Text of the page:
One of the things I often talk about with infopreneurs I’m coaching is the importance of knowing how to make something out of nothing. We may have thought the project we took on would be easy to handle, and it turns out the resources we thought we could use didn’t pan out. Or we thought there would be plenty of information on a topic and we find out that, nope, no one’s talking about it. In these cases, we have to be able to tell a story about what the lack of results tells us.
So, when a project results in far less than either my client or I had anticipated, I ask myself these questions:
- If there is no information on this market, does that indicate it’s a really small market? Or that it’s a new breakthrough market no one knows about yet? Why does no one care enough to count it? What do I think explains the lack of available information?
- Can I take a different approach? Am I just not looking at this market in the right way? Did my client or I introduce an unacknowledged bias to how we’re looking at the question?
- If there is nothing on this specific topic, can I expand the query to a broader concept? What are the bigger trends that are likely to be reflected in the specific topic I’m researching? Are there related topics that might parallel my topic? What else would help my client understand the bigger context?
- If I can’t find anything on this topic, what would be second best? How else can I think about this so that I can get something to help my client accomplish what she is trying to do?
Most importantly, I try to imagine what the situation is like from my client’s point of view. He needs to make a decision or move forward on something. I can’t find him exactly what he needs, but he still needs to make that decision or take that action. What is the best thing I can get, given that the ideal information isn’t available?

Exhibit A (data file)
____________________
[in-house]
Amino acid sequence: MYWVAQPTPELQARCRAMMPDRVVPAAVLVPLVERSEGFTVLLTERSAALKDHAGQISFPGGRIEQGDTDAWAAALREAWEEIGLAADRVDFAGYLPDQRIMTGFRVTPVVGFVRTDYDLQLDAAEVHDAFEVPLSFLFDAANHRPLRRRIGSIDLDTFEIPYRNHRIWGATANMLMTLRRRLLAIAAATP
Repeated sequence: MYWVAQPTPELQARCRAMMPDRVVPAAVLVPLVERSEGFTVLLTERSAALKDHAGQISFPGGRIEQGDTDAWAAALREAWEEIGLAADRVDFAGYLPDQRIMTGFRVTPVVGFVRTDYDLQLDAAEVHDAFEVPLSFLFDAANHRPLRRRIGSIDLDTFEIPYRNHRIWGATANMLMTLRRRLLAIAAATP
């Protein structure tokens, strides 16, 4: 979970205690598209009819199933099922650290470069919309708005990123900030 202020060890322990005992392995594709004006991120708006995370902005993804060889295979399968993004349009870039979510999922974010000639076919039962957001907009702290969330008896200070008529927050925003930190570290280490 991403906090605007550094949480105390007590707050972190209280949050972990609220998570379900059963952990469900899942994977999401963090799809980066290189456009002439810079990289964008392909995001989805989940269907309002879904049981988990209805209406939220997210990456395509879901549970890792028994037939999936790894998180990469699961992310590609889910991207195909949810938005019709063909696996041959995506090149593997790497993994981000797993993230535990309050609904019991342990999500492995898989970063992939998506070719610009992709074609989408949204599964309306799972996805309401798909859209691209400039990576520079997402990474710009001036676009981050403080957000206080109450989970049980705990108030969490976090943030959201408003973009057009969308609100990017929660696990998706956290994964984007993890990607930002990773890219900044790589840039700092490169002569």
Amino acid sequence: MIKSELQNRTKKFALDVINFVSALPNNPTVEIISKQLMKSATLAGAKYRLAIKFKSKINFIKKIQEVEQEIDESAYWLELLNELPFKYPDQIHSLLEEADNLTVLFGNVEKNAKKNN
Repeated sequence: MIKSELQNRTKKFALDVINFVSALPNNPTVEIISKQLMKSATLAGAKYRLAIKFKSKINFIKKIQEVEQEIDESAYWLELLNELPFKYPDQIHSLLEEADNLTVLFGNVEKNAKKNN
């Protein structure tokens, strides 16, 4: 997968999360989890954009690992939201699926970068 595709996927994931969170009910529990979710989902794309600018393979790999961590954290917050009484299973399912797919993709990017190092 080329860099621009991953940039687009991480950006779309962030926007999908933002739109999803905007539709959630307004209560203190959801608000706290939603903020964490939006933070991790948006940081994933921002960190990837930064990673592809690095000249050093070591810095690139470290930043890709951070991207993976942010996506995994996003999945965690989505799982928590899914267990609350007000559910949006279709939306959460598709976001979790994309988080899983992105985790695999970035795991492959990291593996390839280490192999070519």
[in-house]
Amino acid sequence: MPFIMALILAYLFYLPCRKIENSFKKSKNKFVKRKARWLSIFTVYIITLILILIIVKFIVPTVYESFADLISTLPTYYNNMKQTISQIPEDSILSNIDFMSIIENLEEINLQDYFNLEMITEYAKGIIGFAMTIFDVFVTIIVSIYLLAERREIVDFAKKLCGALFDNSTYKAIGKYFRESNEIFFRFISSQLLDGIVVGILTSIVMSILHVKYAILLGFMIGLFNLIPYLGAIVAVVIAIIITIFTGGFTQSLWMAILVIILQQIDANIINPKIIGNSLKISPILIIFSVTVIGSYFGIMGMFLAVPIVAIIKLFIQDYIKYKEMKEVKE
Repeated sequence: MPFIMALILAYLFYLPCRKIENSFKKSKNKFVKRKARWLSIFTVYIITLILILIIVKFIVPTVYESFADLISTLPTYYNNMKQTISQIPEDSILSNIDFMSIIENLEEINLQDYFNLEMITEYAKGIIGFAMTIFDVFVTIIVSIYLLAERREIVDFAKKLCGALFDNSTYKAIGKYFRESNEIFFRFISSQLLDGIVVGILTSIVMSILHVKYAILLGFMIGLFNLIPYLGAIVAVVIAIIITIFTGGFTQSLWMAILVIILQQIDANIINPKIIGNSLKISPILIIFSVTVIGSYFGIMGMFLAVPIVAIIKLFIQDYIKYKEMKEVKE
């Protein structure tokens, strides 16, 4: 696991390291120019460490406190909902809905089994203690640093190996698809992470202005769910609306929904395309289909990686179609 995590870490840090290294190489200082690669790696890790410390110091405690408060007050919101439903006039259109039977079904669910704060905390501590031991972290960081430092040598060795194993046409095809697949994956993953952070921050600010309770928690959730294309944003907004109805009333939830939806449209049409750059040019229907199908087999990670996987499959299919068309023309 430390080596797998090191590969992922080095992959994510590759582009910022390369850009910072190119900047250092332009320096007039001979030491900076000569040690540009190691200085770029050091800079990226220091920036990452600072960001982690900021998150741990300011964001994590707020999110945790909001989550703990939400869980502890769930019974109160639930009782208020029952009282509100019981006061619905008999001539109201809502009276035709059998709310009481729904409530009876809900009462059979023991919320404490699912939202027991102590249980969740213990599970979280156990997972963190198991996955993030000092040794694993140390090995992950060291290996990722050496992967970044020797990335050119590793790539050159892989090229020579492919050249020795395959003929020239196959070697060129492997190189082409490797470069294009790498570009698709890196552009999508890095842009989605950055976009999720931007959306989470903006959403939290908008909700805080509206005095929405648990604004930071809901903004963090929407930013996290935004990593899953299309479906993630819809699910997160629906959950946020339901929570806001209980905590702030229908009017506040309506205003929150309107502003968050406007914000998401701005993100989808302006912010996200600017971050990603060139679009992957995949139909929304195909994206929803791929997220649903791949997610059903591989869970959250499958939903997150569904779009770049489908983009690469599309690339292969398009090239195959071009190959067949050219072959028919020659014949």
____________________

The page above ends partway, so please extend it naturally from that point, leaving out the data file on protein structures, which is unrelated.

If we work from the assumption that there’s always something we can provide that will help with the client’s outcome, even if it isn’t exactly what the client hoped for, we are more likely to be able to find a way to keep our client happy.
This is very true! In science, lack of results (or the null hypothesis) doesn’t mean you failed. It’s a result. It might not be the result you wanted, or the result you expected, or the result you hoped for. But it is still a result. Search and NOT found is still worth reporting, for all the reasons you’ve given. Maybe it is a new thought/market. Maybe it’s one that’s been explored and results were no good so tell your client that – saves them wasting their time. Or their idea is different from what has been tried before, so maybe their idea might work.
This is related to the issue of being paid for time and effort, not outcomes. You deserve to be paid for your professional efforts at doing an extensive and comprehensive search; if there’s nothing to be found at least they can now be sure of that.
Your blog came in at a very appropriate time. I am struggling with finding exactly what my client wants but now I know that the dead ends and the suspicions I have about what I’ve found may be what my client actually needs! I will write up my report and send it off to him.
Yes, it’s really a matter of listening to our gut and re-thinking our assumptions about what we’ll find. I just had a conversation with a client in which we had a nothing-found result, and through the discussions we identified what that told us about an unrecognized and untapped market.